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An Introduction to Cambodia

Introduction to Cambodia
Introduction to Cambodia
Introduction to Cambodia

In spite of decades of suffering, persecution and poverty, the people of Cambodia love to laugh and you are sure to receive a warm welcome wherever you wander through this charming country. The Kingdom of Cambodia covers 181,035 square kilometres and bordered by Thailand to the west, Laos in the north, Vietnam in the east and the Gulf of Thailand in the south.

Most people travel to Cambodia to visit the magnificent Angkor Wat, located near the bustling town of Siem Reap. One of the seven wonders of the world, Angkor Wat is just one in a number of enchanting ancient temples in this area, while the capital city of Phnom Penh also has plenty to offer visitors.

Although this richly diverse nation is bordered on virtually all sides, there are still some pretty islands and beaches to explore in Cambodia, such as the beach resort of Sihanoukville and the nearby islands in Ream National Park. The mighty Mekong River flows through Cambodia from Laos to Vietnam and is a great way to travel through the country.

Cambodia’s natural beauty makes it a great place for trekking and there are plenty of dense jungles, unspoilt forests and paddy fields to explore, while the Cardamom and Elephant Mountain Ranges provide a spectacular backdrop.

Subsistence farming is the main occupation of this impoverished nation, and most people live in stilted huts in small village communities. Although the majority of people (about 95%) are Khmer, there are also about twenty different hill tribes, each with their own unique culture, believes and style of dress.

The official language of Cambodia is Khmer and it is spoken by most people, while some people also speak French, Laos and Vietnamese, especially near the country borders. Although many people speak English in tourist areas and you will often be approached by people who want to practice their English, it is a good idea to learn a few basic phrases in Khmer.

Buddhism is the main religion in Cambodia, with about 90% of the population following either Therevada or Hinayana Buddhism. Worship is an important part of Khmer life and you will find a large number of temples scattered around Cambodia, although a large percentage were destroyed during the tyranny of the Khmer Rouge.

Cambodia really comes alive during the numerous festivals and public holidays, and it is idea to time your trip to coincide with one of these festivals as the streets are filled with singing and dancing and people put on their best clothes and biggest smiles.

Southern Laos

Southern LaosThis beautiful region of Laos is a great place to explore for those with a strong sense of adventure and eye for beauty. Although you won’t find tourist towns like those in the north of the country, those who take the time to explore southern Laos will find an impressive number of pretty islands, dense jungle and magnificent mountains. (more…)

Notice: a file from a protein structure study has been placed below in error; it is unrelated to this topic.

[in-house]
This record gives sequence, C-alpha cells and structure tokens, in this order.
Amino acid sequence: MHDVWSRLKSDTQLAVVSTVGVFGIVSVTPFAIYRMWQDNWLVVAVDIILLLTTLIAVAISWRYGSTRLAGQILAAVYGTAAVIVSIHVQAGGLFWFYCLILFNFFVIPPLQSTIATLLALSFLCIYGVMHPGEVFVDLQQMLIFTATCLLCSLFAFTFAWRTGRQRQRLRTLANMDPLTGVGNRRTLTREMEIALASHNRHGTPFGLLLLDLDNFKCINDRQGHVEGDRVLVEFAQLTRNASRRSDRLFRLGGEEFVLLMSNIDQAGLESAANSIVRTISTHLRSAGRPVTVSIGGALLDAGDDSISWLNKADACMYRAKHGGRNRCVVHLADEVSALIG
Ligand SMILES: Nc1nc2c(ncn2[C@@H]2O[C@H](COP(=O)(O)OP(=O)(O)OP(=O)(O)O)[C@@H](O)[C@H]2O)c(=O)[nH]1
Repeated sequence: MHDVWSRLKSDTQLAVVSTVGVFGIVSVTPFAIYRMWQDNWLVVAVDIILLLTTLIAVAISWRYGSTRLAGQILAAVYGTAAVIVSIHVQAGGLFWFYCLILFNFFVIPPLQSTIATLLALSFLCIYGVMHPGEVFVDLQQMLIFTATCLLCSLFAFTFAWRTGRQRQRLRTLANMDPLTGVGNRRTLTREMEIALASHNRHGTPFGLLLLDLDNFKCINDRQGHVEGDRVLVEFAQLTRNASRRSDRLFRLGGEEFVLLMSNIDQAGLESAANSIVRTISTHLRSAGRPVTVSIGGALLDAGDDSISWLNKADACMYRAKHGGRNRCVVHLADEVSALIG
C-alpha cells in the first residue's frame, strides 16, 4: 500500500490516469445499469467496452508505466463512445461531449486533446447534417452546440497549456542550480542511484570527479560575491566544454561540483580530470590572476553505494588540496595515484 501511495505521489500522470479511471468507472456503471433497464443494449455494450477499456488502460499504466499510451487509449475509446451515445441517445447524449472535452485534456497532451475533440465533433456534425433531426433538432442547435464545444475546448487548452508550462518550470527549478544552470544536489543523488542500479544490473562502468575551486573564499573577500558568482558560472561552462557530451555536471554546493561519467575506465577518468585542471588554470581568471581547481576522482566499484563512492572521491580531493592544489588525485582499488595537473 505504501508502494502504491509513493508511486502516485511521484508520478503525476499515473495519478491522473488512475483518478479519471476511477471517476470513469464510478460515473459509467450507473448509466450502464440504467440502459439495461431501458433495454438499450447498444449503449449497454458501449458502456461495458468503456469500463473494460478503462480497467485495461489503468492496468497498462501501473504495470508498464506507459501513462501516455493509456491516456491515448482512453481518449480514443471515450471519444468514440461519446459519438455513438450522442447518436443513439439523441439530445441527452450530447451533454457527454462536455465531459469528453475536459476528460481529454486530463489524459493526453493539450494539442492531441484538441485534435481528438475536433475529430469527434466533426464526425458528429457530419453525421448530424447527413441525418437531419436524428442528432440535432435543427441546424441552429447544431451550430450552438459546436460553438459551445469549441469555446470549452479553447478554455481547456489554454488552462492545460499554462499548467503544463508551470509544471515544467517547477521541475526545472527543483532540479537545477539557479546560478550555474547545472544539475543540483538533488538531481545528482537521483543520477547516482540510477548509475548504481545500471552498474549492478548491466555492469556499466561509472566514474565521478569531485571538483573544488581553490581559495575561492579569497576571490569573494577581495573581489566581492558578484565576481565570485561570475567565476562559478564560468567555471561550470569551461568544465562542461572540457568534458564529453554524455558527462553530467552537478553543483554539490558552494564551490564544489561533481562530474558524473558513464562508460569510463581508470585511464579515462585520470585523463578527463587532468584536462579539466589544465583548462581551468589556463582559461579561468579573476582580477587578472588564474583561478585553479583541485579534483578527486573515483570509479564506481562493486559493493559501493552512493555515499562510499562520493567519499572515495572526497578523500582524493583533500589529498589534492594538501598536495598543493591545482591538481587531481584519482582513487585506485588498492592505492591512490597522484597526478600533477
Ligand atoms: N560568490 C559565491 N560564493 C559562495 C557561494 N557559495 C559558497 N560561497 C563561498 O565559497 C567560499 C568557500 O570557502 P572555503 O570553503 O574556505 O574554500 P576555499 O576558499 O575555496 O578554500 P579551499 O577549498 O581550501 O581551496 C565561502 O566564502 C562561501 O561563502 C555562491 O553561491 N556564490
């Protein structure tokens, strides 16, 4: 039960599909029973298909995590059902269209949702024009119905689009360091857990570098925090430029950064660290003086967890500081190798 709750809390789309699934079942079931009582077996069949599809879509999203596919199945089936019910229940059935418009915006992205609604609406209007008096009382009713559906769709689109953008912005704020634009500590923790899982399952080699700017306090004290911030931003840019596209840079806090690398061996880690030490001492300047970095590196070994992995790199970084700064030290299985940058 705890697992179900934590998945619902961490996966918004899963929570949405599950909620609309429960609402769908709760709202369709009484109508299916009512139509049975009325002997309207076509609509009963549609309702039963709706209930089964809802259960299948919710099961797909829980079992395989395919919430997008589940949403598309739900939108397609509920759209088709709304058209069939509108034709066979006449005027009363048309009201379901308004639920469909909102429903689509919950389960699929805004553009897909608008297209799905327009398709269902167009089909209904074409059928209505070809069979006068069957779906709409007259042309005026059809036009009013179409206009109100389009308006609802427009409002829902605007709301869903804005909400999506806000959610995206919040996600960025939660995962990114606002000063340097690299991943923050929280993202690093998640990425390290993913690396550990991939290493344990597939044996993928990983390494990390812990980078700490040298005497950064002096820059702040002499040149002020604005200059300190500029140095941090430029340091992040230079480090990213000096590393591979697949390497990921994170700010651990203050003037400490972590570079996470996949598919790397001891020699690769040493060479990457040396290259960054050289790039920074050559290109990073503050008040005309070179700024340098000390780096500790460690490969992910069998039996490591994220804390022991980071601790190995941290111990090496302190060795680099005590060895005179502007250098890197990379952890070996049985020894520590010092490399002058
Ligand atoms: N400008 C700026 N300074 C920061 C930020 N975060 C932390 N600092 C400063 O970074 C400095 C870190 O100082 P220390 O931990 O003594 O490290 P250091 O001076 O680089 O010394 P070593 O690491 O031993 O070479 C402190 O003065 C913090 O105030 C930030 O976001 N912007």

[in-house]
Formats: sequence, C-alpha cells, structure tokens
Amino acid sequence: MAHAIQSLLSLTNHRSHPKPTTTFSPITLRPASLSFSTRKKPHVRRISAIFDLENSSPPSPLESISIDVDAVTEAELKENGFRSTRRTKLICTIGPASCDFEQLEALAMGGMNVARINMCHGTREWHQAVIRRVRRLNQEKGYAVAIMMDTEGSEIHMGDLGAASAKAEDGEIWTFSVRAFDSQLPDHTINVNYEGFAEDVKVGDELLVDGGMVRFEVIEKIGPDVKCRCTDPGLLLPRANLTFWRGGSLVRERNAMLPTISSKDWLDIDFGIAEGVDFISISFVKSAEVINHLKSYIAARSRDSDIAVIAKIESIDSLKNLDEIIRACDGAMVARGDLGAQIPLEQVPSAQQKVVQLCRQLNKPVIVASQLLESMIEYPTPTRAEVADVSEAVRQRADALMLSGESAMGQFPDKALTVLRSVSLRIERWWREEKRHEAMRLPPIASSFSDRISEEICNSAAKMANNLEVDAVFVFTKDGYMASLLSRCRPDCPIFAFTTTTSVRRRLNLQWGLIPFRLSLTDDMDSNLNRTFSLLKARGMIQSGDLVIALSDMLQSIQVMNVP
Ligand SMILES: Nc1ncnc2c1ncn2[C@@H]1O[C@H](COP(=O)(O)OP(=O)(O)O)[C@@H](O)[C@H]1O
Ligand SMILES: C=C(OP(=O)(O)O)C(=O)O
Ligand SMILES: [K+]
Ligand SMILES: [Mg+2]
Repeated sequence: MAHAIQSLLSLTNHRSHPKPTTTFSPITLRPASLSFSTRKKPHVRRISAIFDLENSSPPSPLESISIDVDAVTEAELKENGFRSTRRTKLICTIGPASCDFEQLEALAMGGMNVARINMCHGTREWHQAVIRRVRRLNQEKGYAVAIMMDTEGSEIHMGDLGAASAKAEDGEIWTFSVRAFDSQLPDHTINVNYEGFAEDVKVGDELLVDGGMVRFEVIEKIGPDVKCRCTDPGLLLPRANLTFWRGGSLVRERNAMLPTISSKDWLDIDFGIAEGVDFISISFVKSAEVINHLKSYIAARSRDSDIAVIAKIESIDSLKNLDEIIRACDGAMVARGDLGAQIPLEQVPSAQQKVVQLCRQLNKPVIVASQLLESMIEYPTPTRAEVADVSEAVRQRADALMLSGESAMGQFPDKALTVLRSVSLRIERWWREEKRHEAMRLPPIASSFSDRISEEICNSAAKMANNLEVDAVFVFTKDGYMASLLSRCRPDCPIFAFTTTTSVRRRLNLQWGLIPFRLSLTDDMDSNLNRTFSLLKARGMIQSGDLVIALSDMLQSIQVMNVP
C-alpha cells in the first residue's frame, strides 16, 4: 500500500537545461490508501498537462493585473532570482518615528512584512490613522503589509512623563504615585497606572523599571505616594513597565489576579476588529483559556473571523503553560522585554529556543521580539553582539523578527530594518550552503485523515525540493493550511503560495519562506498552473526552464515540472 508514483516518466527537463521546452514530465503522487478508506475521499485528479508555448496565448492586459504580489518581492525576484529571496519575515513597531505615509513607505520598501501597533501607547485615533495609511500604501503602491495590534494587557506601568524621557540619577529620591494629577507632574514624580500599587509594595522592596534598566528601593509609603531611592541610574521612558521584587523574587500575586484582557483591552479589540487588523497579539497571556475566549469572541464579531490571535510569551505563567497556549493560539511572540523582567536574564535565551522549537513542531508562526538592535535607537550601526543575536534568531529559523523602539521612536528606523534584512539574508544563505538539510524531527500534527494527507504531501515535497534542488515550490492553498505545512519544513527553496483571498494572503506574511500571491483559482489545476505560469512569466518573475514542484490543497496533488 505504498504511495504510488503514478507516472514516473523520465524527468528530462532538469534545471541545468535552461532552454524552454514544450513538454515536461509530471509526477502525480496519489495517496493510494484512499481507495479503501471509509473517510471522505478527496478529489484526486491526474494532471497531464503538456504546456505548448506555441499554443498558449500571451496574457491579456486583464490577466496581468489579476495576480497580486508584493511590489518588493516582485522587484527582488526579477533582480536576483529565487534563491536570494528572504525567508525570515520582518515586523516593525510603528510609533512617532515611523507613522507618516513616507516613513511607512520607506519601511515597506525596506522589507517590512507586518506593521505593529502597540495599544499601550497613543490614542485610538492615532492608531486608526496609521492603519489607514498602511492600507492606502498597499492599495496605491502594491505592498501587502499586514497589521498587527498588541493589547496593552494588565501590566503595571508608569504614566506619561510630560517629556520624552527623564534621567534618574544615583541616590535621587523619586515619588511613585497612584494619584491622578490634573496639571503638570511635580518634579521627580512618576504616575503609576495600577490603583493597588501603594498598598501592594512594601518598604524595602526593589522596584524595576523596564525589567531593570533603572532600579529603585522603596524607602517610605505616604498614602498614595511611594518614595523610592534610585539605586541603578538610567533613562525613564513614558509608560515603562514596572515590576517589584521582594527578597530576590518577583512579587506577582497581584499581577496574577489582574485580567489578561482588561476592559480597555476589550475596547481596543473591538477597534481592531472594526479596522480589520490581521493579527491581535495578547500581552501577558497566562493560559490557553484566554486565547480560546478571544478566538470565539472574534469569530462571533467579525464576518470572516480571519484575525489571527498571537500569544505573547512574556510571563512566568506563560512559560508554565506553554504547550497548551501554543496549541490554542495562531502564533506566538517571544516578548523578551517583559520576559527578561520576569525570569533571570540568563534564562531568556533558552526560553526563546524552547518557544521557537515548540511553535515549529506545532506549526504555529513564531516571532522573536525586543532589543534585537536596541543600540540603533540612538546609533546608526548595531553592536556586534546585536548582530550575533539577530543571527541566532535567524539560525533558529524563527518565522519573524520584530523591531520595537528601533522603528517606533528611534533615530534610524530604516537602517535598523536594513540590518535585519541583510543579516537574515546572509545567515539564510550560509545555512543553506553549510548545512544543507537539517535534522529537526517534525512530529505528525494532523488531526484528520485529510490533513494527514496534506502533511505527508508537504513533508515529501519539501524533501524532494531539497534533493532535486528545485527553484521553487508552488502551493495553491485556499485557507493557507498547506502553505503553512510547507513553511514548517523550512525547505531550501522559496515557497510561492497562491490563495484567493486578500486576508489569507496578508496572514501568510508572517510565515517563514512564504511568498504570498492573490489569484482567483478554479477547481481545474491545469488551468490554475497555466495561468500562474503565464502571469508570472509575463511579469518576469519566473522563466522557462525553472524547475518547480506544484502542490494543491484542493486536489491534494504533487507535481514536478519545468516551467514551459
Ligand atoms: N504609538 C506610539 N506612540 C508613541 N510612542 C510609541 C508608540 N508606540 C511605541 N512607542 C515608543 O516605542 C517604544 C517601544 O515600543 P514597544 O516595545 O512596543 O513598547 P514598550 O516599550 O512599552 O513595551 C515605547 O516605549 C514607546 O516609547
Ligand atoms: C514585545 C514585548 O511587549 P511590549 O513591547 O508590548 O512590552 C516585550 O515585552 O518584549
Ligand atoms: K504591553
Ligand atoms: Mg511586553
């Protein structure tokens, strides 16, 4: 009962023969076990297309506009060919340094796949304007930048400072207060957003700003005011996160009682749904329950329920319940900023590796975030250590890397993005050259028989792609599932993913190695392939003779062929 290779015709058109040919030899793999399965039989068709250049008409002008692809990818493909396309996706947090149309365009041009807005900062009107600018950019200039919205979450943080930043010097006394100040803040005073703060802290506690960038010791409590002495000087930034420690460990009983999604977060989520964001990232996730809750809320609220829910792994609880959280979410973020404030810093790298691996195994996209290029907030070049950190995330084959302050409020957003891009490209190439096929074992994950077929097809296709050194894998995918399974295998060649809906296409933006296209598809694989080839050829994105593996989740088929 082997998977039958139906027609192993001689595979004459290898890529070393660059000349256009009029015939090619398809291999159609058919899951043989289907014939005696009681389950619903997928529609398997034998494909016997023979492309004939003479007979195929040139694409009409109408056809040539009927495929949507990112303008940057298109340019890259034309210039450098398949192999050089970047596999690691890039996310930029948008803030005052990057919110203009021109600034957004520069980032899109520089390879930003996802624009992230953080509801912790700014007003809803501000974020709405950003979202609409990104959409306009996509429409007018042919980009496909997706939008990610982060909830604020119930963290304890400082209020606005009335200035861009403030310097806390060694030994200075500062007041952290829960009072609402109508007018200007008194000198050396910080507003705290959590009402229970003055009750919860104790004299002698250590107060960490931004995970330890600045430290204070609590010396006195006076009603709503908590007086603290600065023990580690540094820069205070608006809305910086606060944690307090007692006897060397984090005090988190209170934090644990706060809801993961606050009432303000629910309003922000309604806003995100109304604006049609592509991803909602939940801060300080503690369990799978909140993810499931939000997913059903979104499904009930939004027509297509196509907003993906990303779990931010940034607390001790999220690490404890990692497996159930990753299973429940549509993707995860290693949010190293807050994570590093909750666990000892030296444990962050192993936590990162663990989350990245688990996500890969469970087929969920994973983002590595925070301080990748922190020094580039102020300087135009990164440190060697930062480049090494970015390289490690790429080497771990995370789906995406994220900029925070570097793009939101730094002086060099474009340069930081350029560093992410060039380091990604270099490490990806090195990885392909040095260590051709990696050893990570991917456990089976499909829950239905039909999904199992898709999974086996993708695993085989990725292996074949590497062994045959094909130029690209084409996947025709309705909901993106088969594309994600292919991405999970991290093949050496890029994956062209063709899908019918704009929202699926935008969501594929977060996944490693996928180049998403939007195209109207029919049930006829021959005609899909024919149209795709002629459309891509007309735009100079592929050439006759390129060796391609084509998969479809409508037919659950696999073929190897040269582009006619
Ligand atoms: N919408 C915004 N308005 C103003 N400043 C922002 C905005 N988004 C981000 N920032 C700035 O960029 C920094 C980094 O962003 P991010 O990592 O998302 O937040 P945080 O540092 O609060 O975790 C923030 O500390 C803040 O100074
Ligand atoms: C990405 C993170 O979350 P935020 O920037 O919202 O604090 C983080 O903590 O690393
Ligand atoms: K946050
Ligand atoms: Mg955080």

An Introduction to Laos

laos_gibbon_experience_bokeo_3Poetically dubbed the “land of a million elephants”, the charming country of Laos is situated in the centre of the Indochina Peninsula. Bordered by China to the north, Myanmar to the northwest, Vietnam to the east and Cambodia to the south, Laos embodies everything that makes its neighbouring countries great.

You will be sure to find a warm welcome and broad smiles as you explore Laos and discover all that the country has to offer. Despite years of war and hardship, this former French colony has managed to retain its unique culture and stunning natural scenery. The pace of life here is gentle and as you explore you will be seduced by the chilled-out attitude of the people you meet.

Laos has only been part of the tourist trade for just over a decade, yet it has a lot to offer those with a strong sense of adventure. There are plenty of opportunities to get away from the tourist scene and discover the dense forests and wander along dusty back roads where you will be greeted by waving children and friendly families as you pass.

North-eastern Laos is still very underdeveloped and this is a great place to head if you want to escape the tourist scene and really get to know the country, while to the south you will find plenty of pretty islands and beaches and even the chance to view the elusive Kratie river dolphin.

However, there are several small towns and villages geared towards tourism, such as the enchanting village of Vang Vieng, where visitors are encouraged to relax with a good meal and a beer or two, surrounded by spectacular views of the limestone cliffs and sparkling river.

This is a great place to go trekking and explore the countryside, spending the night in a traditional village with a family. White water rafting, kayaking, rock-climbing and cycling are all popular, while to the south the Four Thousand Islands offer the perfect piece of paradise.

Travellers in Laos will never go hungry and there is a good range of dishes available for those with a sense of adventure. Lao food has been influenced by the French, Thai, Chinese and Vietnamese and throughout Laos you will discover culinary delights such as French baguettes, spicy Thai salads and Vietnamese noodles.